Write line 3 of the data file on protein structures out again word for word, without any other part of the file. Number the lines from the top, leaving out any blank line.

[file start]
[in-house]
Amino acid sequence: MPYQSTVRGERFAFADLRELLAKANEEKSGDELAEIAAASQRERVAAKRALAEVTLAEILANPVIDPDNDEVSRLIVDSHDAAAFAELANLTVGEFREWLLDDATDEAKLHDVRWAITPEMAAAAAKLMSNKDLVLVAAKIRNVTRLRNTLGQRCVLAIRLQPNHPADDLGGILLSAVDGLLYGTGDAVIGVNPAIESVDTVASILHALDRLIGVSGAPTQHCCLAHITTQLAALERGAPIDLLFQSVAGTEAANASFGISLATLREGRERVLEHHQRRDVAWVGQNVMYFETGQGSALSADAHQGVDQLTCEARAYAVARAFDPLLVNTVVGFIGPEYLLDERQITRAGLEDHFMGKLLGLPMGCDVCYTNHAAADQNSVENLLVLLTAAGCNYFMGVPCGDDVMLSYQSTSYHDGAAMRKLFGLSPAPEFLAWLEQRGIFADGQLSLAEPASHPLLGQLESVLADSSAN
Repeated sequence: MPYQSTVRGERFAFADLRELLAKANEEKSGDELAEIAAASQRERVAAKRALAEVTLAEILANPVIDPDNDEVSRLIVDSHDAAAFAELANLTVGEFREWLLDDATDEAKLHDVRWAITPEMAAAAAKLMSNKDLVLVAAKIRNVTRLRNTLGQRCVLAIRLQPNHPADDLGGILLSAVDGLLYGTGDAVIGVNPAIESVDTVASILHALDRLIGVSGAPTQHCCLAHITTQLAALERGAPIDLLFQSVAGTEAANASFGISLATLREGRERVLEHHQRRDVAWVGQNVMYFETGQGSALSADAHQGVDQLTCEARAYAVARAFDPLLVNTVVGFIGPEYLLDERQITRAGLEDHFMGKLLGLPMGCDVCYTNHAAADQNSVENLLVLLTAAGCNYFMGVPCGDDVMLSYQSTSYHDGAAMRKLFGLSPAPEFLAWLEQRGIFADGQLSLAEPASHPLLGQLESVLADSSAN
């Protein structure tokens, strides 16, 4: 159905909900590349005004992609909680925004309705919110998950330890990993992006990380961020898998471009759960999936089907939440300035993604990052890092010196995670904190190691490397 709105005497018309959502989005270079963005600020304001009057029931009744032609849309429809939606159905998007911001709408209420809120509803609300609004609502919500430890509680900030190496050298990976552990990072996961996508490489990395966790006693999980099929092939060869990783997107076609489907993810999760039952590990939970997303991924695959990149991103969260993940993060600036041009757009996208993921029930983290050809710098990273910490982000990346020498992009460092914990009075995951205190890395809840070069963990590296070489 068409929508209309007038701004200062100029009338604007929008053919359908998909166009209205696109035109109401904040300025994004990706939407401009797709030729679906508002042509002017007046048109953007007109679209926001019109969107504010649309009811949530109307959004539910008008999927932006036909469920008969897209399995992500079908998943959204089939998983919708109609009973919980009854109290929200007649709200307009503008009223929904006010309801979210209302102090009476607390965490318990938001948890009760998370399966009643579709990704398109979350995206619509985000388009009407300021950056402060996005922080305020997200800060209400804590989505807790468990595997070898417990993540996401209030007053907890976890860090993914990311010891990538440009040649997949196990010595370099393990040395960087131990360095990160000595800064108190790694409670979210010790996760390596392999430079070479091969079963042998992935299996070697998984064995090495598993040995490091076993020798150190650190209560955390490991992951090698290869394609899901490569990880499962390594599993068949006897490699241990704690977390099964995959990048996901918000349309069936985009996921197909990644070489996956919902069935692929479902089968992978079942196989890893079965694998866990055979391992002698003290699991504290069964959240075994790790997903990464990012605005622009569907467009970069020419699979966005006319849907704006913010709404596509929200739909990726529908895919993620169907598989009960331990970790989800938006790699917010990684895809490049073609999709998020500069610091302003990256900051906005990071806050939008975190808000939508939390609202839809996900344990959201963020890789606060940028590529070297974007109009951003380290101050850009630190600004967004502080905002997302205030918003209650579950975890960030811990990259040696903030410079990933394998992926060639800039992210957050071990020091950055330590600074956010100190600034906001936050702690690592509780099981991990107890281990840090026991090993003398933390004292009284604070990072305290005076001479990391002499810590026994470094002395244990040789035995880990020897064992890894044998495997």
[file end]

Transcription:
Repeated sequence: MPYQSTVRGERFAFADLRELLAKANEEKSGDELAEIAAASQRERVAAKRALAEVTLAEILANPVIDPDNDEVSRLIVDSHDAAAFAELANLTVGEFREWLLDDATDEAKLHDVRWAITPEMAAAAAKLMSNKDLVLVAAKIRNVTRLRNTLGQRCVLAIRLQPNHPADDLGGILLSAVDGLLYGTGDAVIGVNPAIESVDTVASILHALDRLIGVSGAPTQHCCLAHITTQLAALERGAPIDLLFQSVAGTEAANASFGISLATLREGRERVLEHHQRRDVAWVGQNVMYFETGQGSALSADAHQGVDQLTCEARAYAVARAFDPLLVNTVVGFIGPEYLLDERQITRAGLEDHFMGKLLGLPMGCDVCYTNHAAADQNSVENLLVLLTAAGCNYFMGVPCGDDVMLSYQSTSYHDGAAMRKLFGLSPAPEFLAWLEQRGIFADGQLSLAEPASHPLLGQLESVLADSSAN